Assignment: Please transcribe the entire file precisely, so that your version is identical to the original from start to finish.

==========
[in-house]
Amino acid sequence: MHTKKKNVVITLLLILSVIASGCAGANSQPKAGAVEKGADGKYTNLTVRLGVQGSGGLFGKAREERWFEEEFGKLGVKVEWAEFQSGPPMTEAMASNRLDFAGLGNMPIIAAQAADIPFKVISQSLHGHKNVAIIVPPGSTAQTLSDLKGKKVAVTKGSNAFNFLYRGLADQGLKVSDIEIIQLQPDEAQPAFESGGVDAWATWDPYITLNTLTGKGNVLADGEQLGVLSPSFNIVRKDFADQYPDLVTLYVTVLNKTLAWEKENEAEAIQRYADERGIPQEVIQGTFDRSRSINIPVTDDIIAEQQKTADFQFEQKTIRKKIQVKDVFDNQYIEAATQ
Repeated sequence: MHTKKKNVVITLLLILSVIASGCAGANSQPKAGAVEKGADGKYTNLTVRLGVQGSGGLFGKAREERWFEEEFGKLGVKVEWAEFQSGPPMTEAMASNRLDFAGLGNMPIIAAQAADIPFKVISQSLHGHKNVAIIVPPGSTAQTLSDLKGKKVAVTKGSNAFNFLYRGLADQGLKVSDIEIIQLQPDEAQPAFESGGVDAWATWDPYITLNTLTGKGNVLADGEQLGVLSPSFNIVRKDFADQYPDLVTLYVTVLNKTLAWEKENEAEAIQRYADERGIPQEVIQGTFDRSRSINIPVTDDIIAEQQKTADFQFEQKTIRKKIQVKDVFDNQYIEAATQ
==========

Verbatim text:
[in-house]
Amino acid sequence: MHTKKKNVVITLLLILSVIASGCAGANSQPKAGAVEKGADGKYTNLTVRLGVQGSGGLFGKAREERWFEEEFGKLGVKVEWAEFQSGPPMTEAMASNRLDFAGLGNMPIIAAQAADIPFKVISQSLHGHKNVAIIVPPGSTAQTLSDLKGKKVAVTKGSNAFNFLYRGLADQGLKVSDIEIIQLQPDEAQPAFESGGVDAWATWDPYITLNTLTGKGNVLADGEQLGVLSPSFNIVRKDFADQYPDLVTLYVTVLNKTLAWEKENEAEAIQRYADERGIPQEVIQGTFDRSRSINIPVTDDIIAEQQKTADFQFEQKTIRKKIQVKDVFDNQYIEAATQ
Repeated sequence: MHTKKKNVVITLLLILSVIASGCAGANSQPKAGAVEKGADGKYTNLTVRLGVQGSGGLFGKAREERWFEEEFGKLGVKVEWAEFQSGPPMTEAMASNRLDFAGLGNMPIIAAQAADIPFKVISQSLHGHKNVAIIVPPGSTAQTLSDLKGKKVAVTKGSNAFNFLYRGLADQGLKVSDIEIIQLQPDEAQPAFESGGVDAWATWDPYITLNTLTGKGNVLADGEQLGVLSPSFNIVRKDFADQYPDLVTLYVTVLNKTLAWEKENEAEAIQRYADERGIPQEVIQGTFDRSRSINIPVTDDIIAEQQKTADFQFEQKTIRKKIQVKDVFDNQYIEAATQ